Thursday, 24 June 2010

Cutting without bleeding

Advice to senior leaders on how implement cost savings in the public services

The public services are facing an unprecedented challenge to reduce costs by upwards of 25% whilst maintaining frontline services. There are some who would say this is impossible and that, after years of efficiency savings, there is simply no more ‘fat’ left to trim. This article says the opposite and offers you 10 progressive ideas to assist you in making these cuts without doing any long term damage to the social and physical fabric of this country, or indeed the public services we have grown to depend upon. 
  1. In all of your communications about your strategy to implement these cuts make sure that you only discuss the costs of services, never the benefits. For example when you come to publish expenditure on the web, as progressive councils are already doing, do not outline what the money was spent on. Staff and public alike are only interested in what cash (their cash of course) is going out and not on what has been purchased or provided.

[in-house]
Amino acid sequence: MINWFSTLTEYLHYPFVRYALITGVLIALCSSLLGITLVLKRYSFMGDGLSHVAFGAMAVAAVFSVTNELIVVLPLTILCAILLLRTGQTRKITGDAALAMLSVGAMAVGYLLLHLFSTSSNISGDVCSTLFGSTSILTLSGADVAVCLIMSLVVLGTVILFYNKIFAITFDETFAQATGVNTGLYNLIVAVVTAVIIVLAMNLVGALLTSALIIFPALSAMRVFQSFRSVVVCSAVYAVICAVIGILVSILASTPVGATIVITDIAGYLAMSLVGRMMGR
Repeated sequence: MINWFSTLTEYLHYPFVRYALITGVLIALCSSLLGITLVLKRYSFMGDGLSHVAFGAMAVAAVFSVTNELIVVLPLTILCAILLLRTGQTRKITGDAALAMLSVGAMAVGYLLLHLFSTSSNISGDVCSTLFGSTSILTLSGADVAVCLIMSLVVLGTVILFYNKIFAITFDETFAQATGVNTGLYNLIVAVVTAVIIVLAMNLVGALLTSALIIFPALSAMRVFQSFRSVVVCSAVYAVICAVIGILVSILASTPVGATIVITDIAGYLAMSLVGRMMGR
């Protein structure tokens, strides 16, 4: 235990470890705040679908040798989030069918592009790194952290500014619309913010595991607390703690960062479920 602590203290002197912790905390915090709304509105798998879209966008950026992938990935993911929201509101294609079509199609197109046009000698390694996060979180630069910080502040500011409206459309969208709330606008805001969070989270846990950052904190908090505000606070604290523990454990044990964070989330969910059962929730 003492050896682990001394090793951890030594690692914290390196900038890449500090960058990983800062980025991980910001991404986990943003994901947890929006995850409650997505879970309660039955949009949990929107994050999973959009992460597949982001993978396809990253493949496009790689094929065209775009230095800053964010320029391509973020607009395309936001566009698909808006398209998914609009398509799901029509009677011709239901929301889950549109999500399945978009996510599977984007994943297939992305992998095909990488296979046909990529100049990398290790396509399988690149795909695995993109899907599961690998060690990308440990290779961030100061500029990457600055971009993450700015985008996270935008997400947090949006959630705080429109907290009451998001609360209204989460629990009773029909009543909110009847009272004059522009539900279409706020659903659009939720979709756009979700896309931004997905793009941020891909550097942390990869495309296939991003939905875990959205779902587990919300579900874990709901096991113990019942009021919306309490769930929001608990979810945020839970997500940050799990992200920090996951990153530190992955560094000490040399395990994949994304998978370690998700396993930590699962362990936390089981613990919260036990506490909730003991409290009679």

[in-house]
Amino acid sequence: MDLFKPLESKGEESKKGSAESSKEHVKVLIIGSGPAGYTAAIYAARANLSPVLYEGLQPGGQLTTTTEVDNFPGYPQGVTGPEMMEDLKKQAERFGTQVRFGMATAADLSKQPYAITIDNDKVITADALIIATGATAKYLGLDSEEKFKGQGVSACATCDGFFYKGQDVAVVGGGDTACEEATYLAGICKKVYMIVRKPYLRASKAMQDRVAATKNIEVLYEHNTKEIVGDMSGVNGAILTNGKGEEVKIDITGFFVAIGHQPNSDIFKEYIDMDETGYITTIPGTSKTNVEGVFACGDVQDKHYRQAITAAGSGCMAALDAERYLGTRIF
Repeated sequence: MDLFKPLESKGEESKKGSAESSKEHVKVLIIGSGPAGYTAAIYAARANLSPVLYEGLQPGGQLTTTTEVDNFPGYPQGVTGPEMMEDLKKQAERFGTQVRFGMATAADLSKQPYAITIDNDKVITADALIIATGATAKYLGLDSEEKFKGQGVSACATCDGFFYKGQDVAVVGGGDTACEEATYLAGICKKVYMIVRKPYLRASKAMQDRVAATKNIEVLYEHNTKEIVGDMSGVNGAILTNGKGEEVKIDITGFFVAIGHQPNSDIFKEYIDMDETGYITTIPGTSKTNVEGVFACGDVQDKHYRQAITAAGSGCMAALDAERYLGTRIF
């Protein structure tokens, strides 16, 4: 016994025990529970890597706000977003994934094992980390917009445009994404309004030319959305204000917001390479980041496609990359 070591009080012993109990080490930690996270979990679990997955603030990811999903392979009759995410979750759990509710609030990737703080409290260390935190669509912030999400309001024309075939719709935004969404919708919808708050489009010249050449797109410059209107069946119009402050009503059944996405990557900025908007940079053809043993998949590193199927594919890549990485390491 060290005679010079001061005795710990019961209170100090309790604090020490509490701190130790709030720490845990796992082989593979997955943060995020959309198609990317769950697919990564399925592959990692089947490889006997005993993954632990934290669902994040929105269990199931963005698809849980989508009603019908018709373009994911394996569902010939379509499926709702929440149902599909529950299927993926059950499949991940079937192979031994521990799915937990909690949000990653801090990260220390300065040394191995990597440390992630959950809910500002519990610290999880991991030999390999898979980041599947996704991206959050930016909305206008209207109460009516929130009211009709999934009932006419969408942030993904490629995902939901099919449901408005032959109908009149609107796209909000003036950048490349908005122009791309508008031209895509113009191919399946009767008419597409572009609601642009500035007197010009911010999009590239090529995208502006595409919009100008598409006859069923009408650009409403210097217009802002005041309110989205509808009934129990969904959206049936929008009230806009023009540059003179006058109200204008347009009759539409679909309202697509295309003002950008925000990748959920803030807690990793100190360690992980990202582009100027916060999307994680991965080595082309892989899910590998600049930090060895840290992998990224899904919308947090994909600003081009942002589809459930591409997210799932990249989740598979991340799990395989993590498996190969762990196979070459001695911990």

2. Beyond telling the public and staff what you are doing (mostly, of course, to avoid Freedom of Information enquiries and comply with statutory consultation requirements), do not seek to involve or engage them in ‘thinking’ about how the resource challenge might be met. They will only bleat on about ‘saving jobs’ or ‘saving services’ and offer no constructive ideas whatsoever. They are not paid enough to be creative. You, however, are paid enough to have all the ideas, take action and be a decisive leader.
  3. Make sure you hire a team of expensive, but valuable, consultants to do most of the unpopular leg work for you. Many of them are very bright economics graduates who will have spent all of 8 months or so learning their consultancy craft and gaining experience of the ‘real world’. They will get to understand your organisation inside out in a matter of hours. Do not worry that the partners who sold you the consultancy assignment now seem to have disappeared as they are there in the background closely ‘supervising’ the team that are now working with you.